Your takeaway: Conduct internal polls, analyze employee surveys, listen actively, and design accordingly.

2. Give people built-in flexibility to organize by activity rather than traditional departments. Unlike more traditional office spaces, we structured Seismic’s office space to allow them to easily connect and accomplish tasks, in turn promoting efficiency, independence, and collaboration.

Your takeaway: Consider dividing space into ‘activity zones,’ each focusing on different tasks – from focus time to video conferencing – to promote efficiency and collaboration. This might include a mix of different sized private rooms for individual heads-down work as well as team collaboration, together with large flex spaces, innovation hubs, social areas, and even game rooms to support team building.

And never underestimate the value of a good recharge: incorporate wellness rooms for medical needs, prayer and meditation, neurodivergent and/or mental health breaks, yoga, and more.

3. Make an authentic in-person experience. It may seem like a dance to ensure offsite workers feel just as engaged as in-person ones — but the in-person experience should not be minimized as a result. At Seismic HQ, for example, the new workplace pays homage to its unique location with memorable, locavore features like 3D-CNC routed plywood surfboards, meeting rooms named after California landmarks, and native greenery. Additionally, Seismic engaged their teams to add accessories that bring personalization for each team into the space. While everything is unassigned, specific areas were created where teams could personalize their environment.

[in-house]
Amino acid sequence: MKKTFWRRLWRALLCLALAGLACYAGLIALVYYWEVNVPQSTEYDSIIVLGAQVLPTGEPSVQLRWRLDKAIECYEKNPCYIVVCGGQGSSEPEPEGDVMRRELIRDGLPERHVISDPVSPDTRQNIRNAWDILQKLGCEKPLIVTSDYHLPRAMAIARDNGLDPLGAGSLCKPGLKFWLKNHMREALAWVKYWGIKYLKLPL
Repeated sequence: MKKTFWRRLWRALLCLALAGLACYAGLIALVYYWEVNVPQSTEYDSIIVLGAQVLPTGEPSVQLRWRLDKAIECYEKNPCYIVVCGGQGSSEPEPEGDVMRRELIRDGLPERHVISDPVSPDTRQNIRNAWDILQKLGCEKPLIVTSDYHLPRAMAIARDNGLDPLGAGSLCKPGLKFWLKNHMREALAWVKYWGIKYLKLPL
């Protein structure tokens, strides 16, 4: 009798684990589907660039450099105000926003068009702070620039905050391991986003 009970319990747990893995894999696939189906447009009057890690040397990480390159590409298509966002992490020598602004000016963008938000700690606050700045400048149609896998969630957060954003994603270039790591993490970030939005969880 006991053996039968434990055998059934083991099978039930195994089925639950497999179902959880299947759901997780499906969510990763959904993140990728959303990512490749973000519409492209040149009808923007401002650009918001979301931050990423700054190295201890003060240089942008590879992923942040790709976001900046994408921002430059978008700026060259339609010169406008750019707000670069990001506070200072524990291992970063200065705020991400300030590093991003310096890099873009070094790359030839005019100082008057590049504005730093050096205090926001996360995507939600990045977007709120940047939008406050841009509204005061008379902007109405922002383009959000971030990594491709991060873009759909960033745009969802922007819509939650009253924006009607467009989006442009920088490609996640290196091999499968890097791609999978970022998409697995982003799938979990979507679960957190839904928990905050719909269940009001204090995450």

Your takeaway: Give in-person work an experiential edge by integrating authentic design elements throughout the space.

4. Make work equitable wherever it happens. Seismic’s hybrid global workforce can easily connect with HQ teams thanks to a range of meeting spaces that feature state-of-the-art technology designed for both virtual and in-person collaboration.

Your takeaway: Consider how meeting rooms and innovation hubs can facilitate brainstorming with flexible features like dynamic furniture and virtual as well as physical whiteboarding space. Another design element to consider is to create custom branded wallcoverings behind the person sitting so that the video conferencing experience is a clean branded one.

5. Plan for the future, with continual assessment. Beyond achieving a space that meets its employees’ needs right now, Seismic plans to evaluate office space utilization over time.

Your takeaway: With ongoing evaluation, your team will have the insights they require to continually adjust action and space functionality over time, ultimately supporting the ongoing needs of your modern workforce.

Ready, set, collaborate anywhere

The future of work is a work in progress. You have a meaningful chance to help shape it for the better.

By offering a work ecosystem where collaboration comes easy, your company can boost employee loyalty and ramp up engagement across teams now, and into the future.